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Old July 14, 2012, 11:23 PM   #12
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Quote:
before people start screaming 870 hater
870 hater
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Old July 15, 2012, 01:07 AM   #13
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If it was a Benelli semi I'd say go for it,but i have a problem paying that much for an 870,no matter whats been done to it
Amen. There's never been an 870 made or modified worth $1k, unless the money was put into the wood stocks.
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Old July 15, 2012, 02:38 AM   #14
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Go find a used Wingmaster and then put an 18" police trade in barrel on it, and some accessories and you'll still have change left over. WM are buttery smooth.
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Old July 15, 2012, 06:36 AM   #15
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No 870 is worth $1k,
my God it's a shotgun nothing else.
All that "hype add on stuff" aint gonna help
you one bit in shotgun range.
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Old July 15, 2012, 07:37 AM   #16
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The value of any shotgun from the lowliest single-shot to the fanciest double gun is a combination of the cost of the component parts and value of the time and talent of the people who made the gun.

Sure you can slap on the same parts as Wilson for less but how does the potential buyer know that the person who did the work knew what he was doing? Backyard Bubbas abound while Wilson has earned a reputation for competent work. What you are paying extra for is the time, talent and experience of the people who modified the gun.

Whether that is worth it to you is up to you. But don't let the people who understand price more than value deter you from buying a gun that while expensive compared to a stock gun has been improved by people who know what they are doing and have proven it.
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Old July 15, 2012, 08:28 AM   #17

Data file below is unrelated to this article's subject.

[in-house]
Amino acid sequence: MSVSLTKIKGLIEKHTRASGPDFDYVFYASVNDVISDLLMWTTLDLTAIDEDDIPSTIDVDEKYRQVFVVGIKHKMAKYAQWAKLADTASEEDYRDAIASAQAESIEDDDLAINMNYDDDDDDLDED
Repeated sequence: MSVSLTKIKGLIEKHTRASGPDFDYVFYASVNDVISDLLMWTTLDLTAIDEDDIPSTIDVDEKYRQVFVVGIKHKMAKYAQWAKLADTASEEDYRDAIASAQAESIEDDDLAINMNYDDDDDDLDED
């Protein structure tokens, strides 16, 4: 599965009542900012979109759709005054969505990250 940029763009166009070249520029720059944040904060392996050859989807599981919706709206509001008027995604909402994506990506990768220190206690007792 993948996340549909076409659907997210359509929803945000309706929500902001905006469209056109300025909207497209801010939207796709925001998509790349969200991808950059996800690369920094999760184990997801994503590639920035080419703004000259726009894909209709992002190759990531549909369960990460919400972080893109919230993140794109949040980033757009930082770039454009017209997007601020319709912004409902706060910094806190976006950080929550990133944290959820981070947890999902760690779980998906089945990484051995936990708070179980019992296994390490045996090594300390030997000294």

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If it has all the options you want on it and none that you don't want, then I would say it is worth the price. If not build your own.
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Old July 15, 2012, 10:18 AM   #18
Gats Italian
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Quote:
The value of any shotgun from the lowliest single-shot to the fanciest double gun is a combination of the cost of the component parts and value of the time and talent of the people who made the gun.
Yes, and in this case, Wilson has chosen some really crummy component parts, (e.g. the choice of base gun). Besides, nothing, absolutely nothing, can be done about the location of the 870 Express' action release or its port blocking shell lifter.

If Wilson located old Winchester Model 12 shotguns in the bottom end of their price range and remade them into modern and/or reproduction trench guns, with GI or in house crafted improvements, as they do for Remington's worst effort, $1k or more would be easily justifiable. Putting spit and polish on an 870 Express is still lipsticking a pig into a combat shotgun.

Quote:
Sure you can slap on the same parts as Wilson for less but how does the potential buyer know that the person who did the work knew what he was doing? Backyard Bubbas abound while Wilson has earned a reputation for competent work. What you are paying extra for is the time, talent and experience of the people who modified the gun.

Whether that is worth it to you is up to you. But don't let the people who understand price more than value deter you from buying a gun that while expensive compared to a stock gun has been improved by people who know what they are doing and have proven it.
There's a reason posters are encouraging the OP to ask about $850. That's where the value of "competence time" meets that talent being unleashed upon such a poorly made, finished, and Cerebus Group cheapened, base gun.

For instance, none of Wilson's packages purport to replace the 870 Express' MIM extractor and ejector or to replace the plastic trigger plate and other trigger group parts that are made from aluminum on higher end 870 models.
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Last edited by Gats Italian; July 15, 2012 at 10:25 AM.
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Old July 15, 2012, 10:46 AM   #19
Al Den
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If that 870 is reliable it may be worth it. If ya got the cash it sounds like a relative bargain, no? Otherewise, for a current 870, even a Police, I wouldn't pay half that.I do not trust them and low price doesn't fix poor reliability.

The 500/590 series' are a whole different thing -- I think they are underpriced myself...
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Old July 15, 2012, 11:19 AM   #20
sm
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Dfariswheel and I are on the same page.
Unless one finds a good used Police model of course...
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Old July 15, 2012, 01:08 PM   #21
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My 870 will only come from AIP Tactical and the model I like is $520.00
http://aiptactical.com/Basic_I.php
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Old July 15, 2012, 05:58 PM   #22
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Quote: